Asana is a great tool, to support you and your processes, but it is not itself a process…
So I generally use Getting Things Done (GTD) to organize myself. Some of the key insights from GTD:
- Break larger nebulous tasks into concrete things that you can actually do.
- Separate things that NEED to be done on a specific date/time from those that you need to do, but can do any time. Keep your calendar sacred.
- Separate tasks by context. These things I can do when I’m at the computer, these things I can do when I’m at home, these are errands to run.
One of the biggest things I’ve found is to separate deciding what I’m going to do from the doing. I have a bunch of tasks that I’m trying to get done day-to-day, many are recurring on some schedule, some daily, some weekly, some odd or longer. But some are just “as soon as I can”. Before I start on my tasks, I review them, mentally evaluate and estimate the time, and then sort them (based on some criteria: proximity, convenience, importance, etc). If I don’t think i can get them all done, I renegotiate with myself when I can. Sometimes that means moving to another day, sometimes that means skipping it this time. But it’s deliberate.
Once I’ve done the sorting and re-negotiating, then I just plow through them, in order. I don’t think about “Ugh, I really don’t want to do this…”, I just trust the system and the negotiations I’ve already done.
If you have a lot of tasks, you’ll probably want to separate them into a “today” section and one or more other sections. I typically have a “dates” section, for tasks that I intend to do on a specific date, a section for “this week”, and a “someday/maybe”, among some others.
Sometimes the best laid plans still don’t work out and at (for example) 8pm I’ve still got too much to do, I’ll renegotiate with myself and decide what I will or wont get done today afterall. Building up my ability to commit to myself is a skill I’ve really needed to work on, which is like any other skill, the more you use it, the better you get at it.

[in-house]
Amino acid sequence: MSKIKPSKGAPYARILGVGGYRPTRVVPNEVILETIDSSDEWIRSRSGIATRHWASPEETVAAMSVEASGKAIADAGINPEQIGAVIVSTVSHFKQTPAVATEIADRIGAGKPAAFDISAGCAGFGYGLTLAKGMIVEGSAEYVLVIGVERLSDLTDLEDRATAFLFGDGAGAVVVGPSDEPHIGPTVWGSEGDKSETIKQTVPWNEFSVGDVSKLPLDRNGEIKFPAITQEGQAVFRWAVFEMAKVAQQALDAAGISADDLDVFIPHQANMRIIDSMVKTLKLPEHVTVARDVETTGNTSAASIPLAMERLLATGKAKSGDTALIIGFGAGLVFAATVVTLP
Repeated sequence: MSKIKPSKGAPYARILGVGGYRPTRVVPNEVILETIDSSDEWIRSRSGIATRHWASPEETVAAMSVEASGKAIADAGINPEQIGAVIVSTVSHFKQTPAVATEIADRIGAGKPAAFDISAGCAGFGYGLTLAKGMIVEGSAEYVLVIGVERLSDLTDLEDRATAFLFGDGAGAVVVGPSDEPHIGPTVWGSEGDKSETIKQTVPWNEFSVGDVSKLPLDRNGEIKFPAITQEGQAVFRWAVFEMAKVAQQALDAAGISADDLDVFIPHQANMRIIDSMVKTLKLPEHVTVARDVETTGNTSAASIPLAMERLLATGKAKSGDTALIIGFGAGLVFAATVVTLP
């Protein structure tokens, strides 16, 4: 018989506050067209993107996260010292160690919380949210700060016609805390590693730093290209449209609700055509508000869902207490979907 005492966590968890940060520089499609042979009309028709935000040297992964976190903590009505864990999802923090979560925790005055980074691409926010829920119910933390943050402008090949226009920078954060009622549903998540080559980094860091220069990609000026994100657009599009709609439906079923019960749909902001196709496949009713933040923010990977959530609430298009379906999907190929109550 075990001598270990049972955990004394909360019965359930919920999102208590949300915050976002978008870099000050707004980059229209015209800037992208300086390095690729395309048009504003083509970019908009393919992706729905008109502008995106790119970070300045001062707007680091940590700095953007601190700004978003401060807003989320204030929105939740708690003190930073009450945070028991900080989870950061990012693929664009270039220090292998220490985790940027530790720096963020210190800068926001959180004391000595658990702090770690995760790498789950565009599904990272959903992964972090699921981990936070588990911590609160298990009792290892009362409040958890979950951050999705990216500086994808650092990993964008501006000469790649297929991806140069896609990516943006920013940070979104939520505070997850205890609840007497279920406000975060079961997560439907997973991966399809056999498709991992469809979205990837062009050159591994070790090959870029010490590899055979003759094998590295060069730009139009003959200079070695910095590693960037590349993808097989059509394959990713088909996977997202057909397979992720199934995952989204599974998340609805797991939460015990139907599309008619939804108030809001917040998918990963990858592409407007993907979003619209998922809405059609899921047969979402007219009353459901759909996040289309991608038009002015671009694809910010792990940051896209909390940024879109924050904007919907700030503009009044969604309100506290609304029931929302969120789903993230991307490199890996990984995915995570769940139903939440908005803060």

But it’s important to start light. Don’t tell yourself you’re going to cook 3 meals a day, work out every day for an hour, sleep 8 hours a night, do 10 things off your todo list… it’s a recipe for failure. We often need success spirals, where we are successful at building a new habit, which gives us confidence to add another new habit/behavior.
So with all this, keep in mind, you aren’t currently getting to all of your tasks, regardless of how “important” you may think they all are. So picking some and making progress on them is a significant step up from where you are today. So it’s entirely okay to not be perfect in your decisions. Focus on improvement, rather than perfection. If you are actually regularly getting some tasks done and whittling away at the mountain, THEN you can try to incorporate a better process for prioritizing. Be kind to yourself.
I love GTD (by David Allen), but there are some things that doesn’t solve, so while I recommend reading the book, that probably won’t be a cure. Another place I’d recommend is lesswrong.org. The community there covers a lot of different topics, but a recurring theme is how to motivate yourself (with a focus on science, habits, and mind hacks).
Good luck, it’s a complicated topic but super important.